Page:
William Shakespeare

(26 April 1564 - 23 April 1616 / Warwickshire)

William Shakespeare Quotes

  • ''Romeo. Courage, man, the hurt cannot be much.
    Mercutio. No, 'tis not so deep as a well, nor so wide as a church door, but 'tis enough, 'twill serve. Ask for me tomorrow, and you shall find me a grave man.''
    William Shakespeare (1564-1616), British dramatist, poet. Romeo and Mercutio, in Romeo and Juliet, act 3, sc. 1, l. 95-8. Even as he is dying, stabbed by Tybalt, Mercutio jests with a pun on the word "grave."
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  • ''O, call back yesterday, bid time return.''
    William Shakespeare (1564-1616), British dramatist, poet. Salisbury, in Richard II, act 3, sc. 2, l. 65 (1597).
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  • ''In sweet music is such art,
    Killing care and grief of heart
    Fall asleep, or hearing die.''
    William Shakespeare (1564-1616), British dramatist, poet. Song, in Henry VIII, act 3, sc. 1, l. 12-14.
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  • ''It is required
    You do awake your faith.''
    William Shakespeare (1564-1616), British poet. The Winter's Tale (V, iii). OBSC. The Unabridged William Shakespeare, William George Clark and William Aldis Wright, eds. (1989) Running Press.
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  • ''Let us, like merchants, show our foulest wares,
    And think perchance they'll sell; if not,
    The lustre of the better yet to show
    Shall show the better.''
    William Shakespeare (1564-1616), British dramatist, poet. Ulysses, in Troilus and Cressida, act 1, sc. 3, l. 358-61. Plotting with Nestor to ensure that Ajax, not Achilles, meets Hector's challenge.
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  • ''I am a humble suitor to your virtues;
    For pity is the virtue of the law,
    And none but tyrants use it cruelly.''
    William Shakespeare (1564-1616), British dramatist, poet. Alcibiades, in Timon of Athens, act 3, sc. 5, l. 7-9. Begging the senators of Athens for the life of a friend who has killed a man in a duel.
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  • ''I must from this enchanting queen break off.''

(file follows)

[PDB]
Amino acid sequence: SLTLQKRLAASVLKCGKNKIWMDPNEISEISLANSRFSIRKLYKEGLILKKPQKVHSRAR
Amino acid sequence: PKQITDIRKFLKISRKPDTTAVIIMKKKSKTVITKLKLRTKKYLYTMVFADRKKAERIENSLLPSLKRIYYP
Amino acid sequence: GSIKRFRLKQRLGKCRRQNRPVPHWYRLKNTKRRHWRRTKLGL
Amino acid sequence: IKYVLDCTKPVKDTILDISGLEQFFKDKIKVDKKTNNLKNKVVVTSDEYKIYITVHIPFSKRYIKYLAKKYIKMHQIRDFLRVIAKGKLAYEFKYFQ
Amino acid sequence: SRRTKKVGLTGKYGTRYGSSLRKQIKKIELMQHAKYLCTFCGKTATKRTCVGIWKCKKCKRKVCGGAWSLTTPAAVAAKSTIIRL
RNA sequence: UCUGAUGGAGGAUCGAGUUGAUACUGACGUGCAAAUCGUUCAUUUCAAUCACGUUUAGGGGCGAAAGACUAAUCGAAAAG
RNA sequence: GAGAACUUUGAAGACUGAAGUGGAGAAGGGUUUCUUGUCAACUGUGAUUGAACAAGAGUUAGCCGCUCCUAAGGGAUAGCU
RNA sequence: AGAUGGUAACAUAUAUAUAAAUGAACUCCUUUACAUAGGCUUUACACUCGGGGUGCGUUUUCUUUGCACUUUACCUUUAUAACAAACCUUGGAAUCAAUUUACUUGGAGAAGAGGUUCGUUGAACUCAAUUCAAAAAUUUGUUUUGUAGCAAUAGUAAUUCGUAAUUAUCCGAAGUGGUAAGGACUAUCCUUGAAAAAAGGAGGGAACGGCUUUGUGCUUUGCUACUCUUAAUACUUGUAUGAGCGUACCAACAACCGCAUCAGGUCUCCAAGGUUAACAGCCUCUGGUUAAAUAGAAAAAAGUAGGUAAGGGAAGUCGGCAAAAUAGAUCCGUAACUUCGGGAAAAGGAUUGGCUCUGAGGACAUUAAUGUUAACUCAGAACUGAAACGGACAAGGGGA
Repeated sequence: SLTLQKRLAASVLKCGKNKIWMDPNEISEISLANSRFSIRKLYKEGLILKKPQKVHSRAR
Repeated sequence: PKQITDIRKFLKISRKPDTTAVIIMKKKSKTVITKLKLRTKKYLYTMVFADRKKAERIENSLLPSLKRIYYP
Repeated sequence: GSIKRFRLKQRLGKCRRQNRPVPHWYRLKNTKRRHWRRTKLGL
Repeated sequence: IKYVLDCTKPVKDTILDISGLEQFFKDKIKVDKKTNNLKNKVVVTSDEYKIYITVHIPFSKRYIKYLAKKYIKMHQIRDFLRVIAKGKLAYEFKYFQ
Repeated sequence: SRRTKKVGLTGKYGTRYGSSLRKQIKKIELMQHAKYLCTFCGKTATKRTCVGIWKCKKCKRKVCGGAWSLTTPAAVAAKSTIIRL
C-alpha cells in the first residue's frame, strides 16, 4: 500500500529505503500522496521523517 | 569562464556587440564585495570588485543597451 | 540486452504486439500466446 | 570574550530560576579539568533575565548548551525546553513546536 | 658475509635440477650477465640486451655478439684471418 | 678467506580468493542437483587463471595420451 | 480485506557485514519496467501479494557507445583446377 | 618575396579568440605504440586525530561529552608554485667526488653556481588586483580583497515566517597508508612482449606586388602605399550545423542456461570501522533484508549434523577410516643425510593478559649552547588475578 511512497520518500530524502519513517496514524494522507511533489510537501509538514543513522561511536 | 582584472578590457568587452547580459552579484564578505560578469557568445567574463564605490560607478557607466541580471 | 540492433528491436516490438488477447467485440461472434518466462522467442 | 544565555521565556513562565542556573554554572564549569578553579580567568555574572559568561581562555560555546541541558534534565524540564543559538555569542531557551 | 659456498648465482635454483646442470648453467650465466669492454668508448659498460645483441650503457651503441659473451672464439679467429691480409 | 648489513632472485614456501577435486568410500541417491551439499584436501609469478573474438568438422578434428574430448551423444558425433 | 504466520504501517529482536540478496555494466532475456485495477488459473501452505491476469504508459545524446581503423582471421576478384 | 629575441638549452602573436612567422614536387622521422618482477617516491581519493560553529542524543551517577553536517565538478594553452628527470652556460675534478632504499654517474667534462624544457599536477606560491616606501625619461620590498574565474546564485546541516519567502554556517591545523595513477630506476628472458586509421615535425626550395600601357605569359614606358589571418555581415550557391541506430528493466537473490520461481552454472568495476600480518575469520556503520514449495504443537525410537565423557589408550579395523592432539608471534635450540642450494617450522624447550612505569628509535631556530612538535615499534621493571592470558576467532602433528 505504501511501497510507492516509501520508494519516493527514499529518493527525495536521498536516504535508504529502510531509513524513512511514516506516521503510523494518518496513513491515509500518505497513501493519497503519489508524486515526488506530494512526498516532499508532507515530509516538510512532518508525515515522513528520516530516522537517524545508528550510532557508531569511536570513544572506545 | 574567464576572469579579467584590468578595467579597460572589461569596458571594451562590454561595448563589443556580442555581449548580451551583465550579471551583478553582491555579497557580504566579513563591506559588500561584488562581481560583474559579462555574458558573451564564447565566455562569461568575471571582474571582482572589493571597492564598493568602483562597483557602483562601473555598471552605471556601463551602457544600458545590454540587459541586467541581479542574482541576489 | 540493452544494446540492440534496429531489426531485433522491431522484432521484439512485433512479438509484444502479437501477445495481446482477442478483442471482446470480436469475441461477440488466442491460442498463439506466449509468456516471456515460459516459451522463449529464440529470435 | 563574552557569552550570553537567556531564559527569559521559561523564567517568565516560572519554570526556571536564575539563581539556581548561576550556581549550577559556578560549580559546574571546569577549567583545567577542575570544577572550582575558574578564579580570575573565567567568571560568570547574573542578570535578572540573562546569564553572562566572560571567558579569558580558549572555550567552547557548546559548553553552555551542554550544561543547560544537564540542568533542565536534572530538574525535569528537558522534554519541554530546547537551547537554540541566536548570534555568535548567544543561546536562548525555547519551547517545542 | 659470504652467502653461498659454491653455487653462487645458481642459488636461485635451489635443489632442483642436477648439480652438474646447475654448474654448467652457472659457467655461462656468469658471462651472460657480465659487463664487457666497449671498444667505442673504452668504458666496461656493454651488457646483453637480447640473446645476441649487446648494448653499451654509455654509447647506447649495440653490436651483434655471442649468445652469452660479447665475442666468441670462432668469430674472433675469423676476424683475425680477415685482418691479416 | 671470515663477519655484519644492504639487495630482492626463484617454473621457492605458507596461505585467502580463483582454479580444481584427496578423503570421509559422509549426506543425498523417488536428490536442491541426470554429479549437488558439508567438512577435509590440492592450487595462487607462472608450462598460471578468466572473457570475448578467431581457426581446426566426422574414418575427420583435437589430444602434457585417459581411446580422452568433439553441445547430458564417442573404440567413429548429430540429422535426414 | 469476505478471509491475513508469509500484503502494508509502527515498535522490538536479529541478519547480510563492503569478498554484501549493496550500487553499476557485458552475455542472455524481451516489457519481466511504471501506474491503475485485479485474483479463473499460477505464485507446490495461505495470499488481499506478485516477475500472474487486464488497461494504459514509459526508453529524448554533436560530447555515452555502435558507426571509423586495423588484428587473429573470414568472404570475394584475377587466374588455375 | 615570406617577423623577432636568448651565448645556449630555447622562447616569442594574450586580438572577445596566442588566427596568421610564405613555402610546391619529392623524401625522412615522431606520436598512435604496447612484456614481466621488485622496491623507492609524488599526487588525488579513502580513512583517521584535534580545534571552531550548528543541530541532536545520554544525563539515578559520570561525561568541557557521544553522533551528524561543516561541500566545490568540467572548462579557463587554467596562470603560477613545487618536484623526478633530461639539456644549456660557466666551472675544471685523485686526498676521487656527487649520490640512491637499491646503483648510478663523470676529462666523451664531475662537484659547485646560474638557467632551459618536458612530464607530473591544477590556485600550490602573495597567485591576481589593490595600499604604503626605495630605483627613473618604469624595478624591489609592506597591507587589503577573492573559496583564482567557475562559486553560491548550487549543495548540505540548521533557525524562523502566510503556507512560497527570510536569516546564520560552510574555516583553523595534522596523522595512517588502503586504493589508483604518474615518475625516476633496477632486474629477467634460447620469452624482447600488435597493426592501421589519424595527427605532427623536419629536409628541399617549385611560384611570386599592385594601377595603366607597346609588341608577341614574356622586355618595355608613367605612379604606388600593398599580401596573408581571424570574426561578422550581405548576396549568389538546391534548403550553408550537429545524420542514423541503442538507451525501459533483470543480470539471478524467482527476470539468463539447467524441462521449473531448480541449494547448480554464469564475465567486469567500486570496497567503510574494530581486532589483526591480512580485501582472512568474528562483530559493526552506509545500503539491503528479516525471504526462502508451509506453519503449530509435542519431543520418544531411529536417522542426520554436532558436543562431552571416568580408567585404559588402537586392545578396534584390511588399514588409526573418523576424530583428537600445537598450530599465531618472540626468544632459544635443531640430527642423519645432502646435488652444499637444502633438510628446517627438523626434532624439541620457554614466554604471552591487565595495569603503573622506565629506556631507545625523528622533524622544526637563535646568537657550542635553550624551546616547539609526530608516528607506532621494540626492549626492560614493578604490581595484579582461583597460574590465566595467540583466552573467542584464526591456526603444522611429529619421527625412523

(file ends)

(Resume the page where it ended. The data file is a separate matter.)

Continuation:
William Shakespeare (1564-1616), British dramatist, poet. Antony, in Antony and Cleopatra, act 1, sc. 2, l. 128. Recalling his responsibilities; "queen" puns on "quean," or whore.
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  • ''What, can the devil speak true?''
    William Shakespeare (1564-1616), British dramatist, poet. Banquo, in Macbeth, act 1, sc. 3, l. 107. On one of the witches' prophecies being fulfilled; varying the proverb, "the devil sometimes speaks the truth."
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  • ''When love speaks, the voice of all the gods
    Make heaven drowsy with the harmony.''
    William Shakespeare (1564-1616), British dramatist, poet. Berowne, in Love's Labor's Lost, act 4, sc. 3, l. 341-2. As if the gods sing in response to human love.
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  • ''I will not hold thee long. If I do live,
    I will be good to thee.''
    William Shakespeare (1564-1616), British dramatist, poet. Brutus, in Julius Caesar, act 4, sc. 3, l. 265-6. Asking his servant Lucius to play music.
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Best Poem of William Shakespeare

Fear No More

Fear no more the heat o' the sun;
Nor the furious winter's rages,
Thou thy worldly task hast done,
Home art gone, and ta'en thy wages;
Golden lads and girls all must,
As chimney sweepers come to dust.

Fear no more the frown of the great,
Thou art past the tyrant's stroke:
Care no more to clothe and eat;
To thee the reed is as the oak:
The sceptre, learning, physic, must
All follow this, and come to dust.

Fear no more the lightning-flash,
Nor the all-dread thunder-stone;
Fear not slander, censure rash;
Thou hast finished joy ...

Read the full of Fear No More

Sonnet Ci

O truant Muse, what shall be thy amends
For thy neglect of truth in beauty dyed?
Both truth and beauty on my love depends;
So dost thou too, and therein dignified.
Make answer, Muse: wilt thou not haply say
'Truth needs no colour, with his colour fix'd;
Beauty no pencil, beauty's truth to lay;
But best is best, if never intermix'd?'
Because he needs no praise, wilt thou be dumb?

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